October Tide has a long history. Formed during a down period in Katatonia during the 90s, the band was only recently reformed by Fred Norman after his leaving Katatonia in 2009; this time the band would not include Jonas Renske. They count on their roster members of In Mourning, Bloodbath and Scar Symmetry. Having missed their first new release in 2010, I saw a blurb come across regarding this release through Pulverized Records on Soundcloud. The end result, after having heard the first song, was that I picked up the album.
Hailing from such a dark background musically, October Tide is a doom/melodic death metal band who seems to answer the question of “where would Katatonia have gone sonically after Brave Murder Day if Renske’s voice had not been ruined?” This music is not melancholy in the vein of contemporary Katatonia, Steven Wilson, &c; it is navel-gazingly depressive; however, the lyrics, and their exploration of this concept, are far, far more mature than Sweden’s Shining. “Of Wounds Yet to Come,” for example, is a wonderful exploration of why and how people close into themselves lyrically.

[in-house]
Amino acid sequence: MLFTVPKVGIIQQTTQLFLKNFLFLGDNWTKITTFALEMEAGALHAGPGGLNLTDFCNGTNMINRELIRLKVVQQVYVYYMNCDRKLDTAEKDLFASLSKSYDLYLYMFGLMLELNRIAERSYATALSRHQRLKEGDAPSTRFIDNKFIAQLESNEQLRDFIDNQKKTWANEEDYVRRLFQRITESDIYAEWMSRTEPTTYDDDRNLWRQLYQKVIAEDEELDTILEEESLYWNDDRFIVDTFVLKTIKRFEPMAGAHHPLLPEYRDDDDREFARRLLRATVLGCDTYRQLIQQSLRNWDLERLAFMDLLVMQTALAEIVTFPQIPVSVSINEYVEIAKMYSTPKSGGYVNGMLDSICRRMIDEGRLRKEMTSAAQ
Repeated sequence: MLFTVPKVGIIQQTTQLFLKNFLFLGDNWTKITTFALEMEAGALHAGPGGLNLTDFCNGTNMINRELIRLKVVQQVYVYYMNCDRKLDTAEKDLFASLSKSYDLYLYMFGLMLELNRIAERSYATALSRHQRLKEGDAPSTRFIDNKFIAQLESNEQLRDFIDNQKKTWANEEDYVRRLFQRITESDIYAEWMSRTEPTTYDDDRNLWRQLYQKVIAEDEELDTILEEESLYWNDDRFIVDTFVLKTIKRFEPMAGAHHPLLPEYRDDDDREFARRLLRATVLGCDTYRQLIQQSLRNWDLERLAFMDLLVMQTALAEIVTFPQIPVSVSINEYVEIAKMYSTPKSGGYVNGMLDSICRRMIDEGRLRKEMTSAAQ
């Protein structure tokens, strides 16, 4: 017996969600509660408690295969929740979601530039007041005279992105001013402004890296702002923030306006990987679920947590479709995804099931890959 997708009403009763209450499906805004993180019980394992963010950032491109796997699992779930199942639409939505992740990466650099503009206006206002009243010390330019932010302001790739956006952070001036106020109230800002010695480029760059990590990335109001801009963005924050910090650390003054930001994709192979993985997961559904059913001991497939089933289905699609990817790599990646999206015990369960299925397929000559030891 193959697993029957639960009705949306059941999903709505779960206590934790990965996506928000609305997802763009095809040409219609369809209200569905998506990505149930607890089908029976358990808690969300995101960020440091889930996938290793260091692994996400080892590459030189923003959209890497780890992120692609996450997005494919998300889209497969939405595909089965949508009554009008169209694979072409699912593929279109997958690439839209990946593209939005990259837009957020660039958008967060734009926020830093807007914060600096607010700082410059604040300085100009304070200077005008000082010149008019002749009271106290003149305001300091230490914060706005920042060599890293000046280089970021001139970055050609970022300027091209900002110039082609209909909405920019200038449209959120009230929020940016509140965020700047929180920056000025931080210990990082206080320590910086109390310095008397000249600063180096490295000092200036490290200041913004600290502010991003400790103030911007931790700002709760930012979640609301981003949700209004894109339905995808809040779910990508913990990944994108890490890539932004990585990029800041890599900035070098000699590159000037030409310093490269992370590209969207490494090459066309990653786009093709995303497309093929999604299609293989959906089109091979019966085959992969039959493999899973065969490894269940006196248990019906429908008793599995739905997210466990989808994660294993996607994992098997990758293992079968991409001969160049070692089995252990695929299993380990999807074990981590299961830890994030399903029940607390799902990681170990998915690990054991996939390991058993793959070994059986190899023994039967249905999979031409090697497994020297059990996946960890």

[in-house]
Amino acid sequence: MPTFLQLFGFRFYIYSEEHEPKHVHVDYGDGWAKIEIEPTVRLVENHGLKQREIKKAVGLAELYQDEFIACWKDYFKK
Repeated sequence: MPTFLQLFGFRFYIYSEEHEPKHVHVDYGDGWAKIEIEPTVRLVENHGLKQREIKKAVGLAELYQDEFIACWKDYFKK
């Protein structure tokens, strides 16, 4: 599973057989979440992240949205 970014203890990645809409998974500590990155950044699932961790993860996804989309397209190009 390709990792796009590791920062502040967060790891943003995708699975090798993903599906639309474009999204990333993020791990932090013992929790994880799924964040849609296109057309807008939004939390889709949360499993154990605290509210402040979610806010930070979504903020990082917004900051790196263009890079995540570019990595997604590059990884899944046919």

Sonically, the band paints in greyscale and you should know precisely what you’re getting with their sound. Take the dark doom atmosphere, using melodic death as points of emphasis, and sprinkle a touch of that contemporary Katatonia sounds with more defined bass lines and synths, and you’ve got their approach to this album. While melodeath is a sound that by and large is expired in its shelf life currently, October Tide’s spin on it does well to use it as their sound. The voice of Alexander Högbom punctuates and carves through it, ranging from venomous, scarring howls to grim bellows. There is no respite in his tone on this album. Further, the band’s more introspective moments transition well into different moods, building up to the heartbreaking end of “Of Wounds Yet To Come” or bringing back in the sound of “The Day I Dissolved.”
October Tide’s release is a wonderful exploration of the depressive aspects of their sound, and it is interesting, for those of us whom wonder how Katatonia would have developed if they would have continued their extreme sounds. As Mikael Akerfeldt said recently in an interview in Australia, extreme metal is getting boring. This is true; the sound by-and-large has played out with the exception of a few hotspots. October Tide uses a tired formula well and makes it their own, hitting you in the mouth with their sound. It’s not something that will draw listeners outside of metal to it, but it is very definitely something that metal fans, especially of the melodeath sound, should hear. In fact, due to my dislike of the droning doom sound, I thought I would not enjoy this piece; however, I did.